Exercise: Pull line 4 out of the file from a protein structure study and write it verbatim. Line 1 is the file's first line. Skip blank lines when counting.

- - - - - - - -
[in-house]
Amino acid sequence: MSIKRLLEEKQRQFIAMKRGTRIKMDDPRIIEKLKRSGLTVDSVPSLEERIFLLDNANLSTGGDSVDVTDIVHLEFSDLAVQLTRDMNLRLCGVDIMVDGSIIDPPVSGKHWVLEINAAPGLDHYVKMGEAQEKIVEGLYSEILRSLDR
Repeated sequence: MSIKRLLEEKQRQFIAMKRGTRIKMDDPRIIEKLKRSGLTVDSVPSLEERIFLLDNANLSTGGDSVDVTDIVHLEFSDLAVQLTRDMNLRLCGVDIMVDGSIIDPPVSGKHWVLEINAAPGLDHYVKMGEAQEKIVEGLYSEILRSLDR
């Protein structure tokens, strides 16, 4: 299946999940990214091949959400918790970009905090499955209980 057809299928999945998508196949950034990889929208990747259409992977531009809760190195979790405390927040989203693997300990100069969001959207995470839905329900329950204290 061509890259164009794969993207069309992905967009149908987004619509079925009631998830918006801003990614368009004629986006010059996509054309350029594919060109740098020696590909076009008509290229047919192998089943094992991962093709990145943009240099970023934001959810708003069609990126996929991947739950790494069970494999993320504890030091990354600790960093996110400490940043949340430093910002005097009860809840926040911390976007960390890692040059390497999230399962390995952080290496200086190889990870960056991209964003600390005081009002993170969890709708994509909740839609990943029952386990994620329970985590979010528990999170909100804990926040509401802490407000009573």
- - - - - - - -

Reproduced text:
């Protein structure tokens, strides 16, 4: 299946999940990214091949959400918790970009905090499955209980 057809299928999945998508196949950034990889929208990747259409992977531009809760190195979790405390927040989203693997300990100069969001959207995470839905329900329950204290 061509890259164009794969993207069309992905967009149908987004619509079925009631998830918006801003990614368009004629986006010059996509054309350029594919060109740098020696590909076009008509290229047919192998089943094992991962093709990145943009240099970023934001959810708003069609990126996929991947739950790494069970494999993320504890030091990354600790960093996110400490940043949340430093910002005097009860809840926040911390976007960390890692040059390497999230399962390995952080290496200086190889990870960056991209964003600390005081009002993170969890709708994509909740839609990943029952386990994620329970985590979010528990999170909100804990926040509401802490407000009573």